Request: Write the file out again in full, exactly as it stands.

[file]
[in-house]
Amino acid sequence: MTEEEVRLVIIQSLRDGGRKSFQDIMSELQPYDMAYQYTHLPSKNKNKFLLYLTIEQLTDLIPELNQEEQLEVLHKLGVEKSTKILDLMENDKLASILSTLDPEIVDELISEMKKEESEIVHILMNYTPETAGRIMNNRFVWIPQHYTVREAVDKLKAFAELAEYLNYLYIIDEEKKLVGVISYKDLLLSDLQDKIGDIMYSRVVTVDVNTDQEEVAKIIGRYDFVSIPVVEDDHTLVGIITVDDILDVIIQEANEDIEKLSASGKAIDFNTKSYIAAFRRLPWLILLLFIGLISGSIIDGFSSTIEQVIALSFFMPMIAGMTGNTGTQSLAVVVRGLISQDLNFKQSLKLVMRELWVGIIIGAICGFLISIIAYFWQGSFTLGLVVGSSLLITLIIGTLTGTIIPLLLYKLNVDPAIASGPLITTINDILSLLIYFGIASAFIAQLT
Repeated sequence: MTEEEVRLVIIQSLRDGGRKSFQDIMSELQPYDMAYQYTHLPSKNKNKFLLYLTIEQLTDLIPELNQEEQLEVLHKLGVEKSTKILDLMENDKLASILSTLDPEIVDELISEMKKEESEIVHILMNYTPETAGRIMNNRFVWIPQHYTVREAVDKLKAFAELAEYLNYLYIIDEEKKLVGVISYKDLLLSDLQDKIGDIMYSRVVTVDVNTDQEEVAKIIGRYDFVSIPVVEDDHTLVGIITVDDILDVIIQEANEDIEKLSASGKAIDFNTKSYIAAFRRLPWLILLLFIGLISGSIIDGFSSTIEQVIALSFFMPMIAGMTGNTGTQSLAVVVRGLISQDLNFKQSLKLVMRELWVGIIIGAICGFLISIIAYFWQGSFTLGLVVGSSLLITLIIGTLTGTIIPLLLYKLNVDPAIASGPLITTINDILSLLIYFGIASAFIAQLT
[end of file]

[in-house]
Amino acid sequence: MTEEEVRLVIIQSLRDGGRKSFQDIMSELQPYDMAYQYTHLPSKNKNKFLLYLTIEQLTDLIPELNQEEQLEVLHKLGVEKSTKILDLMENDKLASILSTLDPEIVDELISEMKKEESEIVHILMNYTPETAGRIMNNRFVWIPQHYTVREAVDKLKAFAELAEYLNYLYIIDEEKKLVGVISYKDLLLSDLQDKIGDIMYSRVVTVDVNTDQEEVAKIIGRYDFVSIPVVEDDHTLVGIITVDDILDVIIQEANEDIEKLSASGKAIDFNTKSYIAAFRRLPWLILLLFIGLISGSIIDGFSSTIEQVIALSFFMPMIAGMTGNTGTQSLAVVVRGLISQDLNFKQSLKLVMRELWVGIIIGAICGFLISIIAYFWQGSFTLGLVVGSSLLITLIIGTLTGTIIPLLLYKLNVDPAIASGPLITTINDILSLLIYFGIASAFIAQLT
Repeated sequence: MTEEEVRLVIIQSLRDGGRKSFQDIMSELQPYDMAYQYTHLPSKNKNKFLLYLTIEQLTDLIPELNQEEQLEVLHKLGVEKSTKILDLMENDKLASILSTLDPEIVDELISEMKKEESEIVHILMNYTPETAGRIMNNRFVWIPQHYTVREAVDKLKAFAELAEYLNYLYIIDEEKKLVGVISYKDLLLSDLQDKIGDIMYSRVVTVDVNTDQEEVAKIIGRYDFVSIPVVEDDHTLVGIITVDDILDVIIQEANEDIEKLSASGKAIDFNTKSYIAAFRRLPWLILLLFIGLISGSIIDGFSSTIEQVIALSFFMPMIAGMTGNTGTQSLAVVVRGLISQDLNFKQSLKLVMRELWVGIIIGAICGFLISIIAYFWQGSFTLGLVVGSSLLITLIIGTLTGTIIPLLLYKLNVDPAIASGPLITTINDILSLLIYFGIASAFIAQLT